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They get in your nose and your mouth. You can't eat in the backyard. There's no spray that's effective against them. It's unreal, just unbelievable. For the last two years my wife and I laid out our garden in the backyard and haven't been able to work in it because of them. The garden just went to weeds." As Carroll B. Worcester of Lincoln, Maine details his troubles, you can just imagine the camera pulling back on his weed-choked garden and hear in the background a Moog synthesizer emitting its impending-doom number.
Cut. Cut! We've seen it all before. Nature run amok, harmless creatures turned into monsters through man's meddling with the balance of nature. What is it this time, giant bugs stomping over Tokyo rooftops? Once-mild-mannered runner beans twisting unbreakable tendrils around the hand that tends them? Colossal army ants bivouacking in Central Park? No, this time it's real, and Worcester's story doesn't end at 2 a.m. with the playing of the national anthem and the TV screen going flickering gray.
Worcester is the town manager of Lincoln, about 60 miles northeast of Bangor and very close to the big Maine woods. And what's bugging him is a stunted cousin of the notorious Maine blackfly that is making life miserable for natives and, worse, for tourists.
The new fly, as it is called, �s at least temporarily categorized as Simulium nyssa and is suspected by some scientists to have immigrated to Maine from Alabama. Other scientists believe it has been in Maine all along. The problem ar ises from the fact that Simulium nyssa is subdued and peaceful in hot, humid Alabama, but in Maine's cool climate it has turned vicious and become a pinhead-size version of those highly publicized hybrid Brazilian bees that are expected to appear in the Southwest U.S. in the next few years.
"I'm not sure that this is the Alabama breed even though they look alike and have the same name," says Dr. Ivan N. McDaniel, associate professor of entomology at the University of Maine, who has been studying the new fly since 1964. McDaniel has found that the new fly is identical with Simulium nyssa physically, but he is reluctant to make a positive identification because "they just act differently." About as differently as Godzilla and a newt.
Being overly aggressive isn't the only bad thing about the new fly. The old-fashioned blackfly has long plagued Maine fishermen, but only in May and June. Not so with the new fly. McDaniel has seen it thrive right into November. Apparently it is capable of producing three or four generations a year (all of them biting), whereas the ordinary blackfly is limited to one that bites. Two or three non-biting generations follow. "You've got to have swift-running, cool, pure water—usually from the mountains—to sustain the blackflies that attack man," McDaniel says. "That's why the Adirondacks and the mountains of Maine are good for them."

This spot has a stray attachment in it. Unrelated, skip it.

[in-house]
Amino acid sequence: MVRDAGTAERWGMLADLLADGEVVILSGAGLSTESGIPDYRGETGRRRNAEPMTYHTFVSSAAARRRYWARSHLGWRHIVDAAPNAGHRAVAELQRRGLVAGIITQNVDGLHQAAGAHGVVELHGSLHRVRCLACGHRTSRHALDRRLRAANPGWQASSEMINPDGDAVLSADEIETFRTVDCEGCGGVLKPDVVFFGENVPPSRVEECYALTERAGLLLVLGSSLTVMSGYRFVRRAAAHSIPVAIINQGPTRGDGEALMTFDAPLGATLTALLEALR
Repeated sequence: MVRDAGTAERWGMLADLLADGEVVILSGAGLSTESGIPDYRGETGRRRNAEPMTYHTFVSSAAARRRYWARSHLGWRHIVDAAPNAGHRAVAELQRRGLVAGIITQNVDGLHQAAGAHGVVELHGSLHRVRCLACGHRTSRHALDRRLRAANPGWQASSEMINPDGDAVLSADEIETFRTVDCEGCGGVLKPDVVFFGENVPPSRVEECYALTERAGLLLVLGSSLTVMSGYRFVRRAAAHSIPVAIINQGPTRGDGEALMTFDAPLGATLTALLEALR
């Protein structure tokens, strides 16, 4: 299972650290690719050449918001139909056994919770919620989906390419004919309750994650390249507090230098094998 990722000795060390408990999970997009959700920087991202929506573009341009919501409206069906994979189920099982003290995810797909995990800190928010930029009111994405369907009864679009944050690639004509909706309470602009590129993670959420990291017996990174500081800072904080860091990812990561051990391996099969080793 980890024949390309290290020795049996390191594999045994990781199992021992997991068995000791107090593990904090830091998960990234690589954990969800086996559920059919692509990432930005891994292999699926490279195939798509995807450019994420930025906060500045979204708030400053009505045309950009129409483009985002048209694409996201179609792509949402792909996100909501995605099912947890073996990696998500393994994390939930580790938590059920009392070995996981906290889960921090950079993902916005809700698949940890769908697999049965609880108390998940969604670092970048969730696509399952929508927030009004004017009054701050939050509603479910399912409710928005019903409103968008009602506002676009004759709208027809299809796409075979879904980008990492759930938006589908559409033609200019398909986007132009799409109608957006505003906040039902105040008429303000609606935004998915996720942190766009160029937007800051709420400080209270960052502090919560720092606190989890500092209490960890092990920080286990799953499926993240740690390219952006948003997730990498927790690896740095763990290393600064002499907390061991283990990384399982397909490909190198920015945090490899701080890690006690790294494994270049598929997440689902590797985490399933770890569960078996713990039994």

At present the new fly is contained in a wedge-shaped chunk of Maine running in a broadening northwesterly arc from Jonesport on the coast through Orono just north of Bangor and up to Moose-head Lake. On the less densely populated northern side the fly is found up to the Maine- New Brunswick border. Moreover, every year the new fly claims more territory. "A few years ago we checked the Jackman area [on the Maine- Quebec border] and found none," McDaniel says. "Now there are plenty in that town."
The story is the same along the coast. "We went to the July Fourth celebration in Jonesport last year and there were very few flies," Carroll Worcester says. "This year we went back down again in late spring and there were a lot."
Salmon fishermen may have played a bit part in the new fly's proliferation. Matthew Scott, an aquatic biologist for Maine's Department of Environmental Protection, points out that the new fly's arrival coincided with the installation of antipollution equipment in the paper mills along the Penobscot River, which runs through the heart of the new fly belt. Antipollution measures have been effective to the extent that Atlantic salmon have returned to the once-famed Bangor Salmon Pool on the Penobscot after an absence of almost two decades. They are back in such numbers that the Penobscot Salmon Club has begun renovating its clubhouse, which has stood idle for many years. "We've spent millions to clean up the Penobscot and bring back the Atlantics," Scott says. "I don't think it's much of a trade to let all that go by the board just because people are being bitten more by flies."
So far, no one in Maine has gone to the extreme of suggesting that the rivers be repolluted to slow down the flies, but tourism is the state's second-ranking industry, accounting for $500 million annually, and the new fly's arrival on top of a nationwide recession threatens to become more than a pain in the neck—or arms, or any other exposed part of the body where the mean-tempered midgets decide to take a nip. In Lincoln, a number of schoolboys at football practice were bitten so severely that they had to be taken to the hospital for treatment.